“We will embed smart sensors, we will have all the monitoring systems, artificial intelligence use to improve the quality of life of the seniors living here,” Al-Mutawaly said.
He added they are hoping to hold some events for residents at Dr. William Connell Park across the street.
Al-Mutawaly said he expects to get residents via referrals from local health-care professionals and from their website, adding the cost to live there could be as much as $6,000 per month.
While the project has not received any government funding, it will serve as a living lab for researchers from the McMaster Institute for Research on Aging (MIRA).
MIRA managing director Ine Wauben said Ressam Gardens gives them an opportunity to test the effectiveness of new memory-related technologies.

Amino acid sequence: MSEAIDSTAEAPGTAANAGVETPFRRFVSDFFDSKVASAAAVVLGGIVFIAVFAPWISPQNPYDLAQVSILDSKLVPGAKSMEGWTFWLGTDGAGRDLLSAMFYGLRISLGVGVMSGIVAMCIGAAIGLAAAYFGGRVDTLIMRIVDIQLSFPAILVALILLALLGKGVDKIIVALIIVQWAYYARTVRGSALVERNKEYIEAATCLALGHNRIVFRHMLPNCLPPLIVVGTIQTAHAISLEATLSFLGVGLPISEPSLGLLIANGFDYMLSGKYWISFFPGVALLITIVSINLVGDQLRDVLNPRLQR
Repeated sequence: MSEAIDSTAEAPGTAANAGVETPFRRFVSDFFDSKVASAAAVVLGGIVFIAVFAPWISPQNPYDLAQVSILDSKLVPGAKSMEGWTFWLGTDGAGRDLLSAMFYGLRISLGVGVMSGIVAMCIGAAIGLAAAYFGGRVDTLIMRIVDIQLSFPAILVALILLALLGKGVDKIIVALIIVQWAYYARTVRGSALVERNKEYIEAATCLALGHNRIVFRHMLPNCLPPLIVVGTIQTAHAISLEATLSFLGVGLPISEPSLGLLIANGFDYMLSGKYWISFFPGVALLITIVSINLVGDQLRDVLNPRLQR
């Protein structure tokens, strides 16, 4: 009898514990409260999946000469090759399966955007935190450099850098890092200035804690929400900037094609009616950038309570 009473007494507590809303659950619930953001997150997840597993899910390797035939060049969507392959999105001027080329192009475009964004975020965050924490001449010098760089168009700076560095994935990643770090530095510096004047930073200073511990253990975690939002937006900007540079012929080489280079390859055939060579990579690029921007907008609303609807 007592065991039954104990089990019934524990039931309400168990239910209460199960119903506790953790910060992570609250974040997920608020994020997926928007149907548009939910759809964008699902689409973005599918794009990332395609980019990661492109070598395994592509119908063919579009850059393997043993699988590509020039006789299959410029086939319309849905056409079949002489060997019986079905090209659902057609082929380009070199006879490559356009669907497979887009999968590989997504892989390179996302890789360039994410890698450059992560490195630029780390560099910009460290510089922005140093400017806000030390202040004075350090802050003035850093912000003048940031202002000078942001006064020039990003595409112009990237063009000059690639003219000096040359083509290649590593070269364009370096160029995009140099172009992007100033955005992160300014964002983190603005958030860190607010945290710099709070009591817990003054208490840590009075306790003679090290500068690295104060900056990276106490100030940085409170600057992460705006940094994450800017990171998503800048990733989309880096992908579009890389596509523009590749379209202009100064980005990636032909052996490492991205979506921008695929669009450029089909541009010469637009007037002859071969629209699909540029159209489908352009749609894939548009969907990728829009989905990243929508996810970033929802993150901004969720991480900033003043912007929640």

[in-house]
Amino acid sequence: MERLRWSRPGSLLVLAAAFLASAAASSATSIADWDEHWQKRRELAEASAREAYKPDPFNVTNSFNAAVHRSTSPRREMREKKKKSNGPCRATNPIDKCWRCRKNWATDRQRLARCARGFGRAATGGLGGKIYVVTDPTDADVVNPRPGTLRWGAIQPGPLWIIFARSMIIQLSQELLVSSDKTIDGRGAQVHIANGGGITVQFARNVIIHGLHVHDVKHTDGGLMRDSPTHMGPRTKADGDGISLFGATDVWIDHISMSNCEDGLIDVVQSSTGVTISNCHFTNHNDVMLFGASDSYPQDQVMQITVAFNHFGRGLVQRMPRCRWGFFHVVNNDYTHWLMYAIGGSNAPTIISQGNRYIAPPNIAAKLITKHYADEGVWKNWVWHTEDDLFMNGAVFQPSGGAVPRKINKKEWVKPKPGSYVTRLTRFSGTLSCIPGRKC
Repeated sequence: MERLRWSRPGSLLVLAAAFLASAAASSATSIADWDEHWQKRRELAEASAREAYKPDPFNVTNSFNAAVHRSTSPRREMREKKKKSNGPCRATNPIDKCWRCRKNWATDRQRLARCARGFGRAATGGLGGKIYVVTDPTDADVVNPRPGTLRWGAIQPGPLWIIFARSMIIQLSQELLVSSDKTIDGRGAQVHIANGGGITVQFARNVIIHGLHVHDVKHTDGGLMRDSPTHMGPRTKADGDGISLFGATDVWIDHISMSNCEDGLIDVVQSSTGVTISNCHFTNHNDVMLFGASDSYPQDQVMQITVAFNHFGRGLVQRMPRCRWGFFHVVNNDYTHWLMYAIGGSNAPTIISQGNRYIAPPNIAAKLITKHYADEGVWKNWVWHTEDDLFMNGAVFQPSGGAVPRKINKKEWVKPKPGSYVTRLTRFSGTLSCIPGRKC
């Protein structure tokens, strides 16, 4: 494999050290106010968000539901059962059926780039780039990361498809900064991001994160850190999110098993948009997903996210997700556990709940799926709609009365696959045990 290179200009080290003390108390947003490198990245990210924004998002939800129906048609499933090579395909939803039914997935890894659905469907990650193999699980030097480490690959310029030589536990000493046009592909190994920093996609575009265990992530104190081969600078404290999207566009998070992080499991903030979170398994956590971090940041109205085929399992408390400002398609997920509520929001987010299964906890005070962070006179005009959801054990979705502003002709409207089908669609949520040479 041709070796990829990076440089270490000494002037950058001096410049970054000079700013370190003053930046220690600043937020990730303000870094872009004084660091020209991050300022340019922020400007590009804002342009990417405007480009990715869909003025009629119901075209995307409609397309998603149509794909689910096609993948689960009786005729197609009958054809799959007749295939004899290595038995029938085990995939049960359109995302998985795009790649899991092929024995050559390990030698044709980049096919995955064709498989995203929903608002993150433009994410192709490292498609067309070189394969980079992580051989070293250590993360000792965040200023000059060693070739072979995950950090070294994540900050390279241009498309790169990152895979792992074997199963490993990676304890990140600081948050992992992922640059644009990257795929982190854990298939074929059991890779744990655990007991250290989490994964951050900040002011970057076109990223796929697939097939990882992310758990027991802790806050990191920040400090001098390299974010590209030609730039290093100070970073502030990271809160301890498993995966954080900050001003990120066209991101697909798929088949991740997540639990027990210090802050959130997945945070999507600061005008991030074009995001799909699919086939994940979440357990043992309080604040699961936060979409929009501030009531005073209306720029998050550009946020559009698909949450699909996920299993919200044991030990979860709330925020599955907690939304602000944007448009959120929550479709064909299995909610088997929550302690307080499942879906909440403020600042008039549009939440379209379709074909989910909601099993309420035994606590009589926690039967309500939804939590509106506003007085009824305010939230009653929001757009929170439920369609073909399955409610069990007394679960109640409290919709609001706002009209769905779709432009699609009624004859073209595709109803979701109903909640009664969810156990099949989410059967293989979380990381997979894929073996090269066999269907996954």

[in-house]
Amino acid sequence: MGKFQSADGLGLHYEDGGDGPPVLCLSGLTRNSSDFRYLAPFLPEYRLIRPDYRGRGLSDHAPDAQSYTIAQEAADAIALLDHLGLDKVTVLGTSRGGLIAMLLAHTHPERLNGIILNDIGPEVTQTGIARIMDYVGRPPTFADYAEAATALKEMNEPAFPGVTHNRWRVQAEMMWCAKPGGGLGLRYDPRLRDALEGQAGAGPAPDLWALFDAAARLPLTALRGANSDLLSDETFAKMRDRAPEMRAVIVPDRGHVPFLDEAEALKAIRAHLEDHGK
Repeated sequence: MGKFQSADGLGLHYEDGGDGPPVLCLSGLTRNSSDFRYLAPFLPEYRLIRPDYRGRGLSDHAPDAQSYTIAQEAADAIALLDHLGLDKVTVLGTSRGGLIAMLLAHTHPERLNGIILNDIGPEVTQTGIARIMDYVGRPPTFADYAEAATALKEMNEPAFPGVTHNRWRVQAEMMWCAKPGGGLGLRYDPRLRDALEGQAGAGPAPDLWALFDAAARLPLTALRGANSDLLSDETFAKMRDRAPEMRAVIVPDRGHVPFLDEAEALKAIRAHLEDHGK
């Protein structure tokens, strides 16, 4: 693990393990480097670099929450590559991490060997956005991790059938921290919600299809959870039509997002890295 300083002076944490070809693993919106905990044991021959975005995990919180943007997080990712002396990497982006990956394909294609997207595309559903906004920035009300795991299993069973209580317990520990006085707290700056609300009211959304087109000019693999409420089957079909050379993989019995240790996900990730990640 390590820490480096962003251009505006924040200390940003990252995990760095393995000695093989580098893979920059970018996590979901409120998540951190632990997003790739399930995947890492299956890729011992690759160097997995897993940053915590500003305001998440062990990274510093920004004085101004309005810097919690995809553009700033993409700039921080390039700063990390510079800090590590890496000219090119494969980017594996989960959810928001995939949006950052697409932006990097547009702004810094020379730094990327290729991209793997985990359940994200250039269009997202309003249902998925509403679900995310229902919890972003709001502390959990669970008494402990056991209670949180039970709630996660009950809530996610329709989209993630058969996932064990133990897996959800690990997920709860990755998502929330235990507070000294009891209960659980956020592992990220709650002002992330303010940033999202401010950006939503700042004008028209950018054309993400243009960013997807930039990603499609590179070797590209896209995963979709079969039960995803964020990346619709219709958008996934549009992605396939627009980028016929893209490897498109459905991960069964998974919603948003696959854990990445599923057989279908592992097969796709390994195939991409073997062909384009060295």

“It’s really a great facility for McMaster researchers to implement their research and test their innovations,” she said.
Each resident’s diet, activities and mobility will all be monitored to give researchers a better understanding of memory-related illnesses.
Ressam Gardens will be run by the Extendicare nursing home company.
Gary Loden, vice-president of the company’s management and consulting division, said the new facility will have about 100 employees and the focus on memory-related care will enable them to develop a new model for seniors’ care.
“This gives us an opportunity to grow our knowledge and resource base,” Loden said.
Nalini Sen, director of research programs at the Alzheimer’s Society of Canada, noted 564,000 Canadians have some form of dementia.
She said the research being done at Ressam Gardens will be closely watched by their group.
“If anything, it will only improve the research that goes on within this particular base,” said Sen, who added they are “leaning on technology more and more” to help improve the quality of life for people with dementia.